BASF Is War-Gaming for Gas Rationing

BASF SE is planning for what was previously the unthinkable: the rationing of gas in Germany.

Given the company burns 4% of Germany’s total gas, BASF is very much in the frame if Russian supplies are cut off and the government has to divvy up what’s there. The shift into renewable energy is being accelerated and substituting in oil and tars are further levers. But there’s no skirting around the possibility that BASF may have to halt production of energy-intensive ammonia, Chief Executive Officer Martin Brudermüller said.

“These are the kind of things we are looking into,” the CEO added. “Ammonia is the largest consumer but on the other hand it’s a global commodity. You could think about buying-in ammonia and substituting home production.”

BASF has worked out how it could function with 50% of its usual supply. If its allocation from the government was significantly less than that, then the whole of the Ludwigshafen complex would have to shut down, with huge implications for nation’s industrial supply chain.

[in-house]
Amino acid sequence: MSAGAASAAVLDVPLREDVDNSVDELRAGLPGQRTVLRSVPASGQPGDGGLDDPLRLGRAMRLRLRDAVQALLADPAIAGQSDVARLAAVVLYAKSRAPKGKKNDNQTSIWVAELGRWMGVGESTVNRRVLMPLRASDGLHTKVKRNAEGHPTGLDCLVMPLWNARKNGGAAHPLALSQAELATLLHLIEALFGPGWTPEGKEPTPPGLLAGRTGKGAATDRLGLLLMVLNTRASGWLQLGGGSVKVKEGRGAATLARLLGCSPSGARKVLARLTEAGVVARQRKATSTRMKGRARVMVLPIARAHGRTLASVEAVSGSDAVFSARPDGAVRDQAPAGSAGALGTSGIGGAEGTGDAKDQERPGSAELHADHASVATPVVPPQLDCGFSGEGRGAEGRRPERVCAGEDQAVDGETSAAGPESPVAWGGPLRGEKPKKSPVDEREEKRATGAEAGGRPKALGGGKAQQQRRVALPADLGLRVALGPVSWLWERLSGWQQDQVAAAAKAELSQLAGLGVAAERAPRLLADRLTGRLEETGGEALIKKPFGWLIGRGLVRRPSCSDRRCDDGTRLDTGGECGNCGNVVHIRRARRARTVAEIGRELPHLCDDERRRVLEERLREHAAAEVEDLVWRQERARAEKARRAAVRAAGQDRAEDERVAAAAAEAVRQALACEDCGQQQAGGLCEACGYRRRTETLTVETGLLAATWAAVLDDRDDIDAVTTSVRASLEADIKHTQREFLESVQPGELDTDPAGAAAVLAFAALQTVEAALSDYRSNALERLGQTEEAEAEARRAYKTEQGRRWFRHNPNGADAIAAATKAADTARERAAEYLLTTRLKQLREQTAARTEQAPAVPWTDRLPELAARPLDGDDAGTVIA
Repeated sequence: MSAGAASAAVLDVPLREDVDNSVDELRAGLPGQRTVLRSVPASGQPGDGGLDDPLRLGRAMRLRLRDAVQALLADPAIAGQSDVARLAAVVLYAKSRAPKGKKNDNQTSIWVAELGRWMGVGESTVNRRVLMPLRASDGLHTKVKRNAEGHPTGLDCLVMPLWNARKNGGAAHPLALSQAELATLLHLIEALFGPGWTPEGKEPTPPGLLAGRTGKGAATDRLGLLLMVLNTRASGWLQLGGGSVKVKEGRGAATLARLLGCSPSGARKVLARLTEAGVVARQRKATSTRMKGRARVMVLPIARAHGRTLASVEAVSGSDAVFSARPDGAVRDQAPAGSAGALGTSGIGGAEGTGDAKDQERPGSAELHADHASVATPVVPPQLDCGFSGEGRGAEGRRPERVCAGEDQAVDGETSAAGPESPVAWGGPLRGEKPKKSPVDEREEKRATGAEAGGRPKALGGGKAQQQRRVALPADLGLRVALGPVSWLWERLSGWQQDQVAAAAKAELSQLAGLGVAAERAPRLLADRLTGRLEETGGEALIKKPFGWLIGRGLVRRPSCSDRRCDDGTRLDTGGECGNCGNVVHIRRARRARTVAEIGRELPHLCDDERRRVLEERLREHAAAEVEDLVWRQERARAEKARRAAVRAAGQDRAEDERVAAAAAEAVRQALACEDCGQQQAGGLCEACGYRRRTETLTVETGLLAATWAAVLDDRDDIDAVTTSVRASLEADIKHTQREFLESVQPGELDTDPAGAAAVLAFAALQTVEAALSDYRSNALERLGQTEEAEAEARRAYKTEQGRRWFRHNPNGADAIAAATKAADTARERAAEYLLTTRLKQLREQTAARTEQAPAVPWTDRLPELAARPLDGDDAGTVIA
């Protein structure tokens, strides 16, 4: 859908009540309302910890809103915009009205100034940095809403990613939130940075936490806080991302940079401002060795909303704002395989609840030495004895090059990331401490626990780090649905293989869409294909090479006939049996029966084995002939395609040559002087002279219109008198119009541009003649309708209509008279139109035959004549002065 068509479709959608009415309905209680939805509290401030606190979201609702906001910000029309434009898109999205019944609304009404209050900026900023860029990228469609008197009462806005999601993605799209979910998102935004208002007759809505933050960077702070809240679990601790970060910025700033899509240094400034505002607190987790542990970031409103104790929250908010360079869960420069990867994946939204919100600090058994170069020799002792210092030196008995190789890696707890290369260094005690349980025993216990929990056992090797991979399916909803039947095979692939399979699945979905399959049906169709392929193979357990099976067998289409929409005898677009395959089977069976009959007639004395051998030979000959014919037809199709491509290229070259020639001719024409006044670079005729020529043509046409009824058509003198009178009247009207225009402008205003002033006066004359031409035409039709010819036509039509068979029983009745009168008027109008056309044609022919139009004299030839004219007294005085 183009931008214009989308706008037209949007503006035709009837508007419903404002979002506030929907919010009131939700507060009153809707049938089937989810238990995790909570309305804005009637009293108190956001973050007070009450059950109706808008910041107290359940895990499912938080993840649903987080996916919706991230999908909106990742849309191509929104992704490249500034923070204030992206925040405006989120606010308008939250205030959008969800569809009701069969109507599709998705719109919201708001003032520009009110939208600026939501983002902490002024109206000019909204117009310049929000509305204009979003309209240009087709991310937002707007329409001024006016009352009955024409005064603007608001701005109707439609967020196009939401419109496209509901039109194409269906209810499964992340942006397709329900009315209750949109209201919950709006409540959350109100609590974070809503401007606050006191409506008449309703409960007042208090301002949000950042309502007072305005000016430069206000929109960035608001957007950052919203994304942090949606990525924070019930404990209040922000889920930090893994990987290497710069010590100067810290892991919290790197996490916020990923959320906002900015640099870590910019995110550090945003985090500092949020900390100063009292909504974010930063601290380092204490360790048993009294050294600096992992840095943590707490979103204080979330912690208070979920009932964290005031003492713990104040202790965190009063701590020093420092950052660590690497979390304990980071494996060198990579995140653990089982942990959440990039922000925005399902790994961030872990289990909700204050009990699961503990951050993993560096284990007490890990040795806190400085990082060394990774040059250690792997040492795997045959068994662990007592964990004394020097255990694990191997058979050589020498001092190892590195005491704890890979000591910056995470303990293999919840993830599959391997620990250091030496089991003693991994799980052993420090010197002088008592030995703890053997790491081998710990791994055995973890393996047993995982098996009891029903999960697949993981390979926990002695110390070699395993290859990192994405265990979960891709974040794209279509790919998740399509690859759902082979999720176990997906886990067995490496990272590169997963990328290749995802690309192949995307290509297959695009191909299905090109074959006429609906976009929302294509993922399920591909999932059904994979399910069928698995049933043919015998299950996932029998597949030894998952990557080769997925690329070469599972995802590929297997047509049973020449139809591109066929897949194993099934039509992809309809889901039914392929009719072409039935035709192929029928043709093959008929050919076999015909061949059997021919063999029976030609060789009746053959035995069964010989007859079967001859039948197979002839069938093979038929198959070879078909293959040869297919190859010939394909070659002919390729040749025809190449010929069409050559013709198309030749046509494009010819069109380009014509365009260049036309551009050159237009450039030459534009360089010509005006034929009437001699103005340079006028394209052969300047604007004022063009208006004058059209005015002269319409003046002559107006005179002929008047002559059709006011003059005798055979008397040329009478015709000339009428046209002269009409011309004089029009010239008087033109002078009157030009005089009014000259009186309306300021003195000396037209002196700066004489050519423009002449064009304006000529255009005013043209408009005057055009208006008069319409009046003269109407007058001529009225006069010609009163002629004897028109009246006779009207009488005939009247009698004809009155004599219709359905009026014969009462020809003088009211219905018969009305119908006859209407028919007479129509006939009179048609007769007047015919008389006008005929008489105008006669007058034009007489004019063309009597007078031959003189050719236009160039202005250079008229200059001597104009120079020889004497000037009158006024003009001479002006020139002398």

Germany accounts for as much as 45% of BASF’s global production with the flagship Ludwigshafen site guzzling 70% of its total gas usage in Europe. About half of that is used in electricity and steam production, followed by ammonia and acetylene for BDO production.

BASF is rushing to expand in offshore wind farms. It acquired a stake in Vattenfall’s Hollandse Kust Zuid wind farm and is now jointly bidding to develop another site with Vattenfall from scratch.

The competitiveness of Europe’s chemical industry has been challenged by energy crises at various points in the past but decoupling from Russia requires a longer-term approach on how to become more competitive, according to Dow CEO Jim Fitterling. There’s no easy fix such as shipping supplies from the US to fill the void. The infrastructure isn’t there.

Although rigs are shifting into natural gas, the market will continue to be constrained as increased production bangs up agains constrained LNG terminal capacity, Fitterling told investors. There’s not enough inventory in the channel.

“We’re pretty well maxed out on LNG export capability today,” the CEO said.

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